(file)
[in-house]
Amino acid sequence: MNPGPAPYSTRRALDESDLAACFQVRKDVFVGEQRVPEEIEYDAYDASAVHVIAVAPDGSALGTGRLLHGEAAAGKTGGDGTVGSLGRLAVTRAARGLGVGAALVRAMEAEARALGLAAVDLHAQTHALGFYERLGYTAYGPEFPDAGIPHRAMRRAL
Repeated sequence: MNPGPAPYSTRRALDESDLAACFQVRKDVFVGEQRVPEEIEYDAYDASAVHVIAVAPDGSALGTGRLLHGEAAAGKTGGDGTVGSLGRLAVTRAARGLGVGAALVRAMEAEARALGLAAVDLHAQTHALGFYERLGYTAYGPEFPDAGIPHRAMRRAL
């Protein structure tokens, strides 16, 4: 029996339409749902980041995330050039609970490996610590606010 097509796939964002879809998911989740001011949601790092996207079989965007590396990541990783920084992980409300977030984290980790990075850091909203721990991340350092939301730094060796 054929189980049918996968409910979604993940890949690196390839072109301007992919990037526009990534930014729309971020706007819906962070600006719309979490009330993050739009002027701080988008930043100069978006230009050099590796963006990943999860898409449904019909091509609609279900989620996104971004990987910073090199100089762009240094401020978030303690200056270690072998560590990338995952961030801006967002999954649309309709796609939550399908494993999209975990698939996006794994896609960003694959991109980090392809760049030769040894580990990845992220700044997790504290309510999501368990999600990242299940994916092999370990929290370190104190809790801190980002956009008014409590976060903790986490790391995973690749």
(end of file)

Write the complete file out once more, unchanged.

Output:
[in-house]
Amino acid sequence: MNPGPAPYSTRRALDESDLAACFQVRKDVFVGEQRVPEEIEYDAYDASAVHVIAVAPDGSALGTGRLLHGEAAAGKTGGDGTVGSLGRLAVTRAARGLGVGAALVRAMEAEARALGLAAVDLHAQTHALGFYERLGYTAYGPEFPDAGIPHRAMRRAL
Repeated sequence: MNPGPAPYSTRRALDESDLAACFQVRKDVFVGEQRVPEEIEYDAYDASAVHVIAVAPDGSALGTGRLLHGEAAAGKTGGDGTVGSLGRLAVTRAARGLGVGAALVRAMEAEARALGLAAVDLHAQTHALGFYERLGYTAYGPEFPDAGIPHRAMRRAL
């Protein structure tokens, strides 16, 4: 029996339409749902980041995330050039609970490996610590606010 097509796939964002879809998911989740001011949601790092996207079989965007590396990541990783920084992980409300977030984290980790990075850091909203721990991340350092939301730094060796 054929189980049918996968409910979604993940890949690196390839072109301007992919990037526009990534930014729309971020706007819906962070600006719309979490009330993050739009002027701080988008930043100069978006230009050099590796963006990943999860898409449904019909091509609609279900989620996104971004990987910073090199100089762009240094401020978030303690200056270690072998560590990338995952961030801006967002999954649309309709796609939550399908494993999209975990698939996006794994896609960003694959991109980090392809760049030769040894580990990845992220700044997790504290309510999501368990999600990242299940994916092999370990929290370190104190809790801190980002956009008014409590976060903790986490790391995973690749």